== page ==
Thursday, April 28, 2011


When I first laid eyes on my first baby all I could think was


Other thoughts raced through my mind, of course. She had her mouth set like my grandmother, Lena. She was so fair - I was expecting a baby with a mop of black hair and dark skin like her daddy. She was breathing - thank God - so sweetly, and gave off some kind of newness perfume I'd never experienced before. (Later, the perfume turned on me in a vicious, ugly way... who knew diaper contents could be so toxic?) She was tiny, precious, delicious. I had none of the post-partum distance that others have experienced - I absolutely adored her immediately and wanted always to be touching her, holding her, taking her in.

I haven't lost any of that after thirteen years. In all my thoughts and deeds throughout every day my heart aches to be with her, see her, laugh with her and love her as much as I possibly can. So as to discourage you from any thoughts that I might be a complete loon, I should say that these feelings have learned to comfortably co-exist with thoughts of complete exhaustion, impatience, fury, disbelief and fret as my little treasure inches closer and closer to having my mouth and temperament. Who ordered that? Also, she's now got a killer figure that has not escaped the notice of most neighborhood boys, thereby rendering her father a sputtering curmudgeon and placing me in the precarious position of buffering contact between them, especially on the subject of the park and a certain young man with intentions Tony can smell from a mile away. I digress.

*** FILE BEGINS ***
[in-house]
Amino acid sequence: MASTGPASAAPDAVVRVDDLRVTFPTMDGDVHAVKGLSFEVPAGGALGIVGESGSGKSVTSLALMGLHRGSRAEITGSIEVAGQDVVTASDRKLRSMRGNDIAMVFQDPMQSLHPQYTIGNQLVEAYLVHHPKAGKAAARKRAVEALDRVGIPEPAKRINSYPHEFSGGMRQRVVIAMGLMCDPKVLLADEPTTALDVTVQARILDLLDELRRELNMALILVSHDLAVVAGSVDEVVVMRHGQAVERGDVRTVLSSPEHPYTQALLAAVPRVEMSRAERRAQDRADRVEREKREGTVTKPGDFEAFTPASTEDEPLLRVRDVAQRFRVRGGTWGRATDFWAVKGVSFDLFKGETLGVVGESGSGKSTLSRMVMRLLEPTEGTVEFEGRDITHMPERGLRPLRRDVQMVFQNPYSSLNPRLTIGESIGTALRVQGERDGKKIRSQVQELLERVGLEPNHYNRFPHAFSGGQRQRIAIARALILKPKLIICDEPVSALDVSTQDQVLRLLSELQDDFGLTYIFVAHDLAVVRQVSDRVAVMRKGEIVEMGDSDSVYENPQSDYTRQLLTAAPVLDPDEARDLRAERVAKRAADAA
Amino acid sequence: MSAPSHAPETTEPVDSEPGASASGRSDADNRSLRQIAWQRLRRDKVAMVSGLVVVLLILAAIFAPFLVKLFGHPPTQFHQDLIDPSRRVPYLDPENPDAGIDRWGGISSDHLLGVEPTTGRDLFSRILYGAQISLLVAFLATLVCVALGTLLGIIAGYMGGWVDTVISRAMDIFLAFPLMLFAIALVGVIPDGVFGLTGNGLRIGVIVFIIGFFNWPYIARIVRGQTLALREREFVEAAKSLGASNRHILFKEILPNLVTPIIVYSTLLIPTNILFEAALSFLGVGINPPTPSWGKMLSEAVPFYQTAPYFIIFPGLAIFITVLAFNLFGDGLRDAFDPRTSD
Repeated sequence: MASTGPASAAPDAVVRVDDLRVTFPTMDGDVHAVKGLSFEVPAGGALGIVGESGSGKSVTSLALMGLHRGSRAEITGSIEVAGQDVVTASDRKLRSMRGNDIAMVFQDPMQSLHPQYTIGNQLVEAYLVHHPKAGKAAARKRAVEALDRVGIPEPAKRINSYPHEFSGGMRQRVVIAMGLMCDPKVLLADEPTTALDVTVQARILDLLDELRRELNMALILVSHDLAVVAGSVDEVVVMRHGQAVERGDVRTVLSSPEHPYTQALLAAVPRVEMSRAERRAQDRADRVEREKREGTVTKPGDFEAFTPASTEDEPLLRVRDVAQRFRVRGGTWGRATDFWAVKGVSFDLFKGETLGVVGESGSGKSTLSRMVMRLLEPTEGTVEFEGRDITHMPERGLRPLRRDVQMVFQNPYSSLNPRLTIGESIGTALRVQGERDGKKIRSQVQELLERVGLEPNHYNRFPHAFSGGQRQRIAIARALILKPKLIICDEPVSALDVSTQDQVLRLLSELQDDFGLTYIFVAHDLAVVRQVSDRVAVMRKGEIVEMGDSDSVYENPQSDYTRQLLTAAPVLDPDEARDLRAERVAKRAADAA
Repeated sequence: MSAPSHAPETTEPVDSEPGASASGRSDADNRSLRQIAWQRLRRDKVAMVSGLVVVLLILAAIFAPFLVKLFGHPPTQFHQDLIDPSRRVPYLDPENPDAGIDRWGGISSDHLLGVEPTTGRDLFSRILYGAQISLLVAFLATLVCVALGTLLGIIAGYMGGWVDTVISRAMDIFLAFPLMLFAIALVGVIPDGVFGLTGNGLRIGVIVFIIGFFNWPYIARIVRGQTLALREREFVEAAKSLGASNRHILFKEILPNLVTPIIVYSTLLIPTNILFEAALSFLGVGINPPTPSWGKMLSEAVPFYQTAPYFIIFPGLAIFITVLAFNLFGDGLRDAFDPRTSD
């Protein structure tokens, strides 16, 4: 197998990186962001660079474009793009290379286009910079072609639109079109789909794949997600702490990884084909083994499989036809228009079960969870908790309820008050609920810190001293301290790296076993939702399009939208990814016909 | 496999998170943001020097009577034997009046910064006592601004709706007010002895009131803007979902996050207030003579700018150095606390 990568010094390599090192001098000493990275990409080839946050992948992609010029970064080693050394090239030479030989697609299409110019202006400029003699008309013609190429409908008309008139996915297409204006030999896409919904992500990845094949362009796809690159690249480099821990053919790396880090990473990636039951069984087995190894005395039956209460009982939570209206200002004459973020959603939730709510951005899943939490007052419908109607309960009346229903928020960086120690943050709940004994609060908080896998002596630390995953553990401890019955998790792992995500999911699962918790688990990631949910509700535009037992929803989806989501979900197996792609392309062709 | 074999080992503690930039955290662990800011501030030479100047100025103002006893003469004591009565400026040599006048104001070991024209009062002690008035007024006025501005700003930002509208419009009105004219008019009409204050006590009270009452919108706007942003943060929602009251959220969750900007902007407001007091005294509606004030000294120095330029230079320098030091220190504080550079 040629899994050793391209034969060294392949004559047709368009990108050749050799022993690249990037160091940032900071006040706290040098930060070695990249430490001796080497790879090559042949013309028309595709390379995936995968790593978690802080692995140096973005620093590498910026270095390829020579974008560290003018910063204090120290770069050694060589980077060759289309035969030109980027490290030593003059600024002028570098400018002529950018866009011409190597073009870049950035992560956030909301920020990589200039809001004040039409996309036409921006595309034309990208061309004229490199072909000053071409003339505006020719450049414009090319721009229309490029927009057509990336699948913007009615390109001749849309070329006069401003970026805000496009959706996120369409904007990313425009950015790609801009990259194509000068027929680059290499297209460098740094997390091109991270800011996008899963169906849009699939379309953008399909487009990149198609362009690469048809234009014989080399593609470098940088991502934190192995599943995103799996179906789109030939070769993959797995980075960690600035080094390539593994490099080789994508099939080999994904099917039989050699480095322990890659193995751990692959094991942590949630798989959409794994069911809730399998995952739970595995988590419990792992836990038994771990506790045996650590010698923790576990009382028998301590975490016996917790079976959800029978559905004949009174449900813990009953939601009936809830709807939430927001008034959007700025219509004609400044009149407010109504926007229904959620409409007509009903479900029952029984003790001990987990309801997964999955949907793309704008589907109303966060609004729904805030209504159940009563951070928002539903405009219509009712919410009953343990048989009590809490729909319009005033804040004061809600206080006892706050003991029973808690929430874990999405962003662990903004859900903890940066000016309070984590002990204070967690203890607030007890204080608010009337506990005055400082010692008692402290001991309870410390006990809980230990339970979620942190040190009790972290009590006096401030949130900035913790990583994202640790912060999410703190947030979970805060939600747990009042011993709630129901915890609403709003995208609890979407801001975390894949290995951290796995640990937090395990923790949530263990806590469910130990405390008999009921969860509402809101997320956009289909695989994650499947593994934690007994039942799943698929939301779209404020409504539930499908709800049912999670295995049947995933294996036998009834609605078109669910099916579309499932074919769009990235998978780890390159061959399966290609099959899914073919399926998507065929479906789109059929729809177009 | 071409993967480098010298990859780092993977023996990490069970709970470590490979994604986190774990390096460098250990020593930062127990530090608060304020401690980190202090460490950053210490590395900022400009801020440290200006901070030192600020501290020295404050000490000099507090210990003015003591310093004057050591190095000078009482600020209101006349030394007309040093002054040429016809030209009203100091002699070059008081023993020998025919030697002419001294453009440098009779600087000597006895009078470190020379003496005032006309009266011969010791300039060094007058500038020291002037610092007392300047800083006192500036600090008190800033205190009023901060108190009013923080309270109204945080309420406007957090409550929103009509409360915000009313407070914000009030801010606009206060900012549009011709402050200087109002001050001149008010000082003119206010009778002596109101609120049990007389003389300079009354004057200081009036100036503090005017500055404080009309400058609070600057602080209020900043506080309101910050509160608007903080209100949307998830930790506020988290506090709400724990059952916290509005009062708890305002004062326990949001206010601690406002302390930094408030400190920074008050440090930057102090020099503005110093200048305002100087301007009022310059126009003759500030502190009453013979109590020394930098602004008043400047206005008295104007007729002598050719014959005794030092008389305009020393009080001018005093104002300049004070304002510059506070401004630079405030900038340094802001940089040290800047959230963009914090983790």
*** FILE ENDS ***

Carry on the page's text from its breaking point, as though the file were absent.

Since the moment I laid eyes on my Lucy, through all her trials (I DON'T YIKE PEEZ - in full 3-year-old-tantrum) and joys (I got 112 on that math test!! [[yick]]) the prevailing thought in my mind has been


Because it's not possible that I could have such a beauty as a child, that I might have earned the privilege of parenting someone who makes me look so good when really, truly, I'm a mess and totally undeserving. It's not possible that she might be so healthy, in every way bright, sociable, warm, funny, creative - that kind of amazing belongs to other people who know what they're doing. It couldn't be true that the clumsy, uncalculated path I took to becoming an adult led me to become the lifelong mentor to this magical person - what could I possibly offer that she doesn't already possess naturally in spades? She's so smart. She's so charming. So gorgeous. It's just inconceivable, isn't it?

(Are you repeating the line in your head from The Princess Bride about that word not meaning what I think it means?)

And yet, if ever a prayer has been answered, mine was. If ever a dream came true, mine did. If ever the impossible has happened, she is. As inconceivable as she might be, my lovely Lucy reminds me every day that, with God, all things indeed are possible and even the least worthy among us is treated with treasure and precious love. And for that, I am eternally grateful.